SD WIC Fun Facts: March 2021
A Monthly Message to Superhero Caregivers from your Sidekicks at SD WIC
Wellness Wisdom: Activities for Building Happy, Healthy Families
March is National Nutrition Month®
There is no one-size-fits-all approach to nutrition and health. We are all unique with different bodies, goals, backgrounds and tastes! Foods that we grow up eating are often influenced by our family’s history and culture. These are just a few examples of how different foods can be eaten as a meal to Personalize Your Plate.
• Oatmeal, amaranth or millet with fat-free or low-fat milk, chopped unsalted nuts, and fruit
• Beans and brown rice, salsa, cooked plantain and a poached egg
• Scrambled egg with diced potato, bell pepper and onion, served with a fresh orange
Lunch or Dinner:
• Turkey and cheese sandwich on whole wheat bread with a cup of vegetable soup
• Chana masala with naan and vegetable raita
• Ravioli with sautéed tomatoes and mushrooms and fresh salad with pear and cheese
• Tabbouleh and lentil soup, with pomegranate and low-fat yogurt
• Fish tacos with avocado and salsa, sautéed chard and pineapple
• Shrimp gumbo with brown rice, okra and a side of fresh fruit
• Stir-fried bok choy, pork and brown rice with a kumquat and soymilk
• Hummus with vegetables and whole wheat pita bread
• Cashews, almonds, or other nuts with dried fruit
Breastfed From the Start: Helpful Tips for Mastering Breastfeeding
Breastfeeding Myths vs Facts
Myth: Breastfeeding hurts!
Fact: Some experience breast tenderness the first couple weeks but breastfeeding should NOT hurt! Pain usually means improper latch.
Myth: Breastmilk is the same as formula.
Fact: Breastmilk contains living properties and antibodies to help keep baby healthy and also adjusts to baby’s needs. Formula doesn’t.
Myth: Breastfeeding is inconvenient.
Fact: In many ways, breastfeeding is more convenient than formula. It is premixed, warmed, sterilized, ready-to-use, and FREE.
Myth: Many women don’t produce enough.
Fact: Your body makes plenty of milk for your baby! The more you breastfeed or pump, the more milk you’ll make, especially after birth.
Myth: My breasts are too small to breastfeed.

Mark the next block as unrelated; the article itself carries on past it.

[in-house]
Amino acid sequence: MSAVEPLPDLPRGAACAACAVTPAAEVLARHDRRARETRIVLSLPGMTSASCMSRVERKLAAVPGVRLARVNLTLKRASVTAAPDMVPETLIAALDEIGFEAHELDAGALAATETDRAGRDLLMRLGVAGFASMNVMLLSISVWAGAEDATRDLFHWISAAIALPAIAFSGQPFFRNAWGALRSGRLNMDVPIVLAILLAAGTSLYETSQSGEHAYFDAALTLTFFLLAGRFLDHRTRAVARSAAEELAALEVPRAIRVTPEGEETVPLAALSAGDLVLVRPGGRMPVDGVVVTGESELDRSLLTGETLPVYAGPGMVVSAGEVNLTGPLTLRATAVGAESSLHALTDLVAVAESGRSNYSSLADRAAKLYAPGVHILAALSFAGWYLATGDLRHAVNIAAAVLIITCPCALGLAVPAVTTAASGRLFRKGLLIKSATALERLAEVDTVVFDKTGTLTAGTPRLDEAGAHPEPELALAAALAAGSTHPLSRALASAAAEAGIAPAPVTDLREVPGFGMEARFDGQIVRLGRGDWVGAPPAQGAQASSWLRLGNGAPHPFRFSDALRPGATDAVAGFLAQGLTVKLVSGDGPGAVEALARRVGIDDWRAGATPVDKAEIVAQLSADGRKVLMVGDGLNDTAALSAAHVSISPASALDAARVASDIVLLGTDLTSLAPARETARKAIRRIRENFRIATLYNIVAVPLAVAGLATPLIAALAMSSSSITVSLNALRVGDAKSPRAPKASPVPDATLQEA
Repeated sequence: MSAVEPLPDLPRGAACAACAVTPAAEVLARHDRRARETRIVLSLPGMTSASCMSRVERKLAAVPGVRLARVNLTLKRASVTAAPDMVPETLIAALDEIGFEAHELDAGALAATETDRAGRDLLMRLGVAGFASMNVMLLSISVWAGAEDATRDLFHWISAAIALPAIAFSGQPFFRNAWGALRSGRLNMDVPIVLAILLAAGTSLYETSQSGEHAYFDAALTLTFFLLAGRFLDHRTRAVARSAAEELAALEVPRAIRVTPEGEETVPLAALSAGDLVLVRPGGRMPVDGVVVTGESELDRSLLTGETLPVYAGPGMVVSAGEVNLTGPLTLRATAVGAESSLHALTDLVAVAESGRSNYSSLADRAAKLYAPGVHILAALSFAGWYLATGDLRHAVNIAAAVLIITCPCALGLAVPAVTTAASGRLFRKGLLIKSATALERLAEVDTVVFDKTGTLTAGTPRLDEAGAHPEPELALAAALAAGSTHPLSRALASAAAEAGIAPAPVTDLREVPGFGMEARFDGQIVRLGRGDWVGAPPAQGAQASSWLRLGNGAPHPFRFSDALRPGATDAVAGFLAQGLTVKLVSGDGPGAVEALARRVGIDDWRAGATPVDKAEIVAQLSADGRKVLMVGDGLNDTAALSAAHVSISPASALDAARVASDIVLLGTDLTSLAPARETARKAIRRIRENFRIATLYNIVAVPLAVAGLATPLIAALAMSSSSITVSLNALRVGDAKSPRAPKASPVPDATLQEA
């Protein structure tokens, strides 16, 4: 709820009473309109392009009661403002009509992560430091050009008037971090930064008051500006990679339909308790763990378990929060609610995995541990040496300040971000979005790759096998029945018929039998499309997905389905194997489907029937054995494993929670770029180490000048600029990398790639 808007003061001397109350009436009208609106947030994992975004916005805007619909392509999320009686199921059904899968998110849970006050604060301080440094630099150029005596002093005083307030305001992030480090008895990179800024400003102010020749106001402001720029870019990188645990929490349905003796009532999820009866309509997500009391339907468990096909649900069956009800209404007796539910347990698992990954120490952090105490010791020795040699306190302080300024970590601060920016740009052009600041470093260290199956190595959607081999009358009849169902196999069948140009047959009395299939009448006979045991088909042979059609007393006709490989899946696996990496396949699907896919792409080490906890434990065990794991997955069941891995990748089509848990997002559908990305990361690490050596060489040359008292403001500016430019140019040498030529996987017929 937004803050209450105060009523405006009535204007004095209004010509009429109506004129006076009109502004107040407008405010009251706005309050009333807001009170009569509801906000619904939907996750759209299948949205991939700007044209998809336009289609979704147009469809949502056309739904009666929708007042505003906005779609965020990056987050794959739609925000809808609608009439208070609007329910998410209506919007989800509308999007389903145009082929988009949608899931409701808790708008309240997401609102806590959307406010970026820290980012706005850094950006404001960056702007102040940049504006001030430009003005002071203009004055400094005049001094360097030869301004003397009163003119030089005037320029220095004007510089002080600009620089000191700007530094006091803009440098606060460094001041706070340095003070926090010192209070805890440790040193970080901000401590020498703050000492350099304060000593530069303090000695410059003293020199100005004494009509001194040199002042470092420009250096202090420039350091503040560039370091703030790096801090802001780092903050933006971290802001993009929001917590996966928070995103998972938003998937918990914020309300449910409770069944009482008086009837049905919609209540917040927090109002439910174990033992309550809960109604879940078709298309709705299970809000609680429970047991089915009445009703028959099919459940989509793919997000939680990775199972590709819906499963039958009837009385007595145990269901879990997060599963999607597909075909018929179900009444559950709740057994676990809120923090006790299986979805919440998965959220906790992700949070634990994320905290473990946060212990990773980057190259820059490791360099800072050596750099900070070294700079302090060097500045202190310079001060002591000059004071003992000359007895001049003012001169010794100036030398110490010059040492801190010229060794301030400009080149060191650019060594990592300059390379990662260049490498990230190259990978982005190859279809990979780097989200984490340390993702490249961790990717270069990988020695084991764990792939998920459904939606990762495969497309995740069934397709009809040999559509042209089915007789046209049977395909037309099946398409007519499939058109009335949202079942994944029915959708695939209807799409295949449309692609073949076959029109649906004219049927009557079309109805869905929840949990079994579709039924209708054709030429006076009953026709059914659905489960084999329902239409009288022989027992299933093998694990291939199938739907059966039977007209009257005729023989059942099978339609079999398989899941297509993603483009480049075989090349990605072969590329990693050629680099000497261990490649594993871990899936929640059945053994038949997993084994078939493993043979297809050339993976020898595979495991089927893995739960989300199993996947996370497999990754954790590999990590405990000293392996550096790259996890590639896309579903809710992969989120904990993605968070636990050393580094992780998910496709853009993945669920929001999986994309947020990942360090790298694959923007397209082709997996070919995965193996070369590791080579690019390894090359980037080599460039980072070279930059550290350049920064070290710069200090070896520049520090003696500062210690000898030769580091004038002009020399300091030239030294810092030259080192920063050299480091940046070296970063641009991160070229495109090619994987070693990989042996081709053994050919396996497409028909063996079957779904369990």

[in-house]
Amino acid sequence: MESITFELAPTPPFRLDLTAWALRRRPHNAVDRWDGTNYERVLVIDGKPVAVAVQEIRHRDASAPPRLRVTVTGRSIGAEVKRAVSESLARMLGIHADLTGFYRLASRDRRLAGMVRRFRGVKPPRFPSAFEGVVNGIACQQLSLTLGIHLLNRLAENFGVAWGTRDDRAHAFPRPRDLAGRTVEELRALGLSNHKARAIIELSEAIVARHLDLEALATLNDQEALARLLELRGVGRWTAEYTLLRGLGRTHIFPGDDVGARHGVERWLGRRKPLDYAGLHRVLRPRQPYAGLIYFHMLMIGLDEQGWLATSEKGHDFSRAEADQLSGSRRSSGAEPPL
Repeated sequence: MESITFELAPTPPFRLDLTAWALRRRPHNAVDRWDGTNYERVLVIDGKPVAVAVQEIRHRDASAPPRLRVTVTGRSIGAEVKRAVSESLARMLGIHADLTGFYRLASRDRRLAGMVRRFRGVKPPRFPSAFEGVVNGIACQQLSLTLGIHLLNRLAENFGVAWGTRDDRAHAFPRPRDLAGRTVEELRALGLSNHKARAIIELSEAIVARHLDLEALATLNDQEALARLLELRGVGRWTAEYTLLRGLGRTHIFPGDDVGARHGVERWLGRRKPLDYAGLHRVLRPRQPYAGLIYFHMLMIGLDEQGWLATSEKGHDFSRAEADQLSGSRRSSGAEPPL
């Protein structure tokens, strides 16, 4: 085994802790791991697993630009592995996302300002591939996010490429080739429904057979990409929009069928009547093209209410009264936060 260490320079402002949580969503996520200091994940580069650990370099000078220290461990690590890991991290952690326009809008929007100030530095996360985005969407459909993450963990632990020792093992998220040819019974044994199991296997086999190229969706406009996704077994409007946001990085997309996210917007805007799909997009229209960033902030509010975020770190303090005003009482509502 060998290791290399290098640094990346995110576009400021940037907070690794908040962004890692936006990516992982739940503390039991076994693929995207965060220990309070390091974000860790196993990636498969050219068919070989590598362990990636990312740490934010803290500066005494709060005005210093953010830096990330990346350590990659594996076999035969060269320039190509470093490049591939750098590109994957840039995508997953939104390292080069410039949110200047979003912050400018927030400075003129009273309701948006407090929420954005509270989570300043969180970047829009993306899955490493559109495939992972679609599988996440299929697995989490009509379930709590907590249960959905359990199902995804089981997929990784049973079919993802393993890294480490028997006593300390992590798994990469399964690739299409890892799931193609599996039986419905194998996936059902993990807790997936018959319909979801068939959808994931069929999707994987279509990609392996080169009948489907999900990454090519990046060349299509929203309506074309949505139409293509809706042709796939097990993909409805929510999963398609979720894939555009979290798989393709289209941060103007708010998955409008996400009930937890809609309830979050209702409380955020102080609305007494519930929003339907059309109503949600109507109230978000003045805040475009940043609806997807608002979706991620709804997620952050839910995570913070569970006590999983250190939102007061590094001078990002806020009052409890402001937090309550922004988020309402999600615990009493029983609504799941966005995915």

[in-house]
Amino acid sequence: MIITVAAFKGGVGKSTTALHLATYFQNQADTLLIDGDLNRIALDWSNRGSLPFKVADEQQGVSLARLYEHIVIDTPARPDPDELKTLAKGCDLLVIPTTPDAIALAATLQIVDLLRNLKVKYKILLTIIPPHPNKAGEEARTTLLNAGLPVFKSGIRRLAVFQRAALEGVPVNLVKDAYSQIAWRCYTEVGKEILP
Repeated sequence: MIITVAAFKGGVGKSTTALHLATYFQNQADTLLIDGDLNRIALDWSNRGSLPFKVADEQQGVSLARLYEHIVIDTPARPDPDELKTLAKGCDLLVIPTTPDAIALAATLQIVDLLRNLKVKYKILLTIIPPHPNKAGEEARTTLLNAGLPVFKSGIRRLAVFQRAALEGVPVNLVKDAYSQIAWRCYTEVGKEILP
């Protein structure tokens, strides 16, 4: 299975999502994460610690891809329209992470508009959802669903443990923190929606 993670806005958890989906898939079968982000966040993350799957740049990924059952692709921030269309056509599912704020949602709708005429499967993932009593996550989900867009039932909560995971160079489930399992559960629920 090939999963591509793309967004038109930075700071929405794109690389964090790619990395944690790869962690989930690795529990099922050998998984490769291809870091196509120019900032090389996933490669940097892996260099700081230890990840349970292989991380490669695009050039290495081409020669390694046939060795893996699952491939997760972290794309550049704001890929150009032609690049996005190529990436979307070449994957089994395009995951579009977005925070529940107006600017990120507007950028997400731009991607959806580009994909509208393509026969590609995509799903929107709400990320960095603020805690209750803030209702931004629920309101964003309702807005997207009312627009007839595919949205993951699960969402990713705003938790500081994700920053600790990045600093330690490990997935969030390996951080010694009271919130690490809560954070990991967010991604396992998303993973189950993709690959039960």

Fact: Breast size does not affect breastfeeding. Size is the result of fatty tissue– while milk is produced in the glandular tissue.
Myth: I will have to change what I eat.
Fact: A balanced diet is best but there is no special diet needed for breastfeeding and there are rarely foods to avoid when breastfeeding.
Myth: I can’t breastfeed if I’m sick or if I smoke.
Fact: It is still best to breastfeed! Your body has properties to help keep baby healthy and strengthens baby’s lungs.
Delicious & Nutritious Recipes: Simple, Kid Approved Dishes to Try at Home
- 1 small onion
- 1 bell pepper, any color
- 1 tablespoon oil
- 8 eggs
- 1/2 cup low-fat milk
- 4 slices whole wheat bread
- 1/2 cup shredded cheese
- Wash and prep hands, surfaces, and vegetables.
- Place oven rack in center of oven and preheat to 350 degrees Fahrenheit.
- Chop onion and peppers (or any other colorful vegetables – see tip below!)
- Heat oil in pan, sauté peppers and onion for 5-8 minutes until tender and starting to brown. Remove from heat.
- In a large bowl, crack and add 8 whole eggs and milk. Beat well. Set aside.
- Spray 8-inch pan with cooking spray and arrange bread cubes in bottom of pan.
- Sprinkle shredded cheese over bread, then add sautéed vegetables and pour egg mixture over the top.
- Bake uncovered for 45 minutes, until set.
Healthy Tip: Add chopped spinach, kale, broccoli, cauliflower, asparagus, bok choy, mushrooms, tomatoes and/or carrots!
This post was last updated on March 1st, 2021 at 3:11 PM
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